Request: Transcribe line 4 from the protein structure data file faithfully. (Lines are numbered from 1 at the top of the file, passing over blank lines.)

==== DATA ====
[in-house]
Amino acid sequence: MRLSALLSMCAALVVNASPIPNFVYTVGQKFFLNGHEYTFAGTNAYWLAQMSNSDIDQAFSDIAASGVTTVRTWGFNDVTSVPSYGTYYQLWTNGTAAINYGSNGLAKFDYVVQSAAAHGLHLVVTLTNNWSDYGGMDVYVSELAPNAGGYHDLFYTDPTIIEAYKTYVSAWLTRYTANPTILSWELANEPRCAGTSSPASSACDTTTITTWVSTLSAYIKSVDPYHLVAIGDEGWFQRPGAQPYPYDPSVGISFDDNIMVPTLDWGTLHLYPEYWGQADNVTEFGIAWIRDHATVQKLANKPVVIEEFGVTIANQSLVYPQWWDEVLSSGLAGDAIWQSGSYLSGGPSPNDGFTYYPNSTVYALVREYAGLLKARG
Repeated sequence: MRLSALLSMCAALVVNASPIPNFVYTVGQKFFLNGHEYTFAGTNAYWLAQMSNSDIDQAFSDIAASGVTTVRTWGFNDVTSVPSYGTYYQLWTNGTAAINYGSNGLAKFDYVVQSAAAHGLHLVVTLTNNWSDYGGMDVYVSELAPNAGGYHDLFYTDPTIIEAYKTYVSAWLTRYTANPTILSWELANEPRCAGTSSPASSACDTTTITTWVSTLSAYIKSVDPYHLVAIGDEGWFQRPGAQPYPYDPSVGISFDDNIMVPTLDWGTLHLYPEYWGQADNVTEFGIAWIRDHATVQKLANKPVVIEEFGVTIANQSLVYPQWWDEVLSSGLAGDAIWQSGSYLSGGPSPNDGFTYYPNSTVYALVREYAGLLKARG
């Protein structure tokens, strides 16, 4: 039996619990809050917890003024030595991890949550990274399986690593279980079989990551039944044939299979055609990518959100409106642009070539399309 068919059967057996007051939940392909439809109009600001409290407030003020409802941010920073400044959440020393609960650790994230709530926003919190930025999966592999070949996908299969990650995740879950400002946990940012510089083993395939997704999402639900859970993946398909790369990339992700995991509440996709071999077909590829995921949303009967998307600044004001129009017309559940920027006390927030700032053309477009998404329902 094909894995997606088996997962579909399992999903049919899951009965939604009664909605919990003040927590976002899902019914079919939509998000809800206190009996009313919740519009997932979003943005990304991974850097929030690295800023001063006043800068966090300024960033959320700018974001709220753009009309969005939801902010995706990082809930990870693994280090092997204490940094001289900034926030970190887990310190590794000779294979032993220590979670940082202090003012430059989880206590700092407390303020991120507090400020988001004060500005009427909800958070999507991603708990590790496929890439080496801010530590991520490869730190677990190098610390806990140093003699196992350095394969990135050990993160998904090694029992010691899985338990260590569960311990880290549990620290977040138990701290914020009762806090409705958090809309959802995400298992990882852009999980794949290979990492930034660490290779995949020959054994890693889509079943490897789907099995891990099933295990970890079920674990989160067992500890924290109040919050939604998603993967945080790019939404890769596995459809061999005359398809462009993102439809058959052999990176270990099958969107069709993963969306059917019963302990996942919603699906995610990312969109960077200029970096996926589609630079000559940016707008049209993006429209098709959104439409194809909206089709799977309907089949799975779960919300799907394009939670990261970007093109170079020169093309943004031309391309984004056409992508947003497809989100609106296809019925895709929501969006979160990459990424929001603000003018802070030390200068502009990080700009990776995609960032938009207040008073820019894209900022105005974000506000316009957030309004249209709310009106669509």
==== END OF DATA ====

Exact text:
């Protein structure tokens, strides 16, 4: 039996619990809050917890003024030595991890949550990274399986690593279980079989990551039944044939299979055609990518959100409106642009070539399309 068919059967057996007051939940392909439809109009600001409290407030003020409802941010920073400044959440020393609960650790994230709530926003919190930025999966592999070949996908299969990650995740879950400002946990940012510089083993395939997704999402639900859970993946398909790369990339992700995991509440996709071999077909590829995921949303009967998307600044004001129009017309559940920027006390927030700032053309477009998404329902 094909894995997606088996997962579909399992999903049919899951009965939604009664909605919990003040927590976002899902019914079919939509998000809800206190009996009313919740519009997932979003943005990304991974850097929030690295800023001063006043800068966090300024960033959320700018974001709220753009009309969005939801902010995706990082809930990870693994280090092997204490940094001289900034926030970190887990310190590794000779294979032993220590979670940082202090003012430059989880206590700092407390303020991120507090400020988001004060500005009427909800958070999507991603708990590790496929890439080496801010530590991520490869730190677990190098610390806990140093003699196992350095394969990135050990993160998904090694029992010691899985338990260590569960311990880290549990620290977040138990701290914020009762806090409705958090809309959802995400298992990882852009999980794949290979990492930034660490290779995949020959054994890693889509079943490897789907099995891990099933295990970890079920674990989160067992500890924290109040919050939604998603993967945080790019939404890769596995459809061999005359398809462009993102439809058959052999990176270990099958969107069709993963969306059917019963302990996942919603699906995610990312969109960077200029970096996926589609630079000559940016707008049209993006429209098709959104439409194809909206089709799977309907089949799975779960919300799907394009939670990261970007093109170079020169093309943004031309391309984004056409992508947003497809989100609106296809019925895709929501969006979160990459990424929001603000003018802070030390200068502009990080700009990776995609960032938009207040008073820019894209900022105005974000506000316009957030309004249209709310009106669509």